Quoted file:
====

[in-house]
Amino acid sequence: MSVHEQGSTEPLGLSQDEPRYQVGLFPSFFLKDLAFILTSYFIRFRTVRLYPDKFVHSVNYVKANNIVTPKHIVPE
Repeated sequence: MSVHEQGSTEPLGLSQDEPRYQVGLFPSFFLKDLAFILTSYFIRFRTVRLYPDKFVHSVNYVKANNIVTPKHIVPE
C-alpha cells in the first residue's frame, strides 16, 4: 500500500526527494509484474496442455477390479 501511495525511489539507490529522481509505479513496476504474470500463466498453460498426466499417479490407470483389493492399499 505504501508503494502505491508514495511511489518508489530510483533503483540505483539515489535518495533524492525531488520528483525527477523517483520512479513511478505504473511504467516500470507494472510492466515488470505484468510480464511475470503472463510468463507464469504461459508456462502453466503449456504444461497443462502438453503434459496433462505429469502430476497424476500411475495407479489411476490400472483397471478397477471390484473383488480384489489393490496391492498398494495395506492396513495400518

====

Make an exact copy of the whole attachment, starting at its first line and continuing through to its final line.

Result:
[in-house]
Amino acid sequence: MSVHEQGSTEPLGLSQDEPRYQVGLFPSFFLKDLAFILTSYFIRFRTVRLYPDKFVHSVNYVKANNIVTPKHIVPE
Repeated sequence: MSVHEQGSTEPLGLSQDEPRYQVGLFPSFFLKDLAFILTSYFIRFRTVRLYPDKFVHSVNYVKANNIVTPKHIVPE
C-alpha cells in the first residue's frame, strides 16, 4: 500500500526527494509484474496442455477390479 501511495525511489539507490529522481509505479513496476504474470500463466498453460498426466499417479490407470483389493492399499 505504501508503494502505491508514495511511489518508489530510483533503483540505483539515489535518495533524492525531488520528483525527477523517483520512479513511478505504473511504467516500470507494472510492466515488470505484468510480464511475470503472463510468463507464469504461459508456462502453466503449456504444461497443462502438453503434459496433462505429469502430476497424476500411475495407479489411476490400472483397471478397477471390484473383488480384489489393490496391492498398494495395506492396513495400518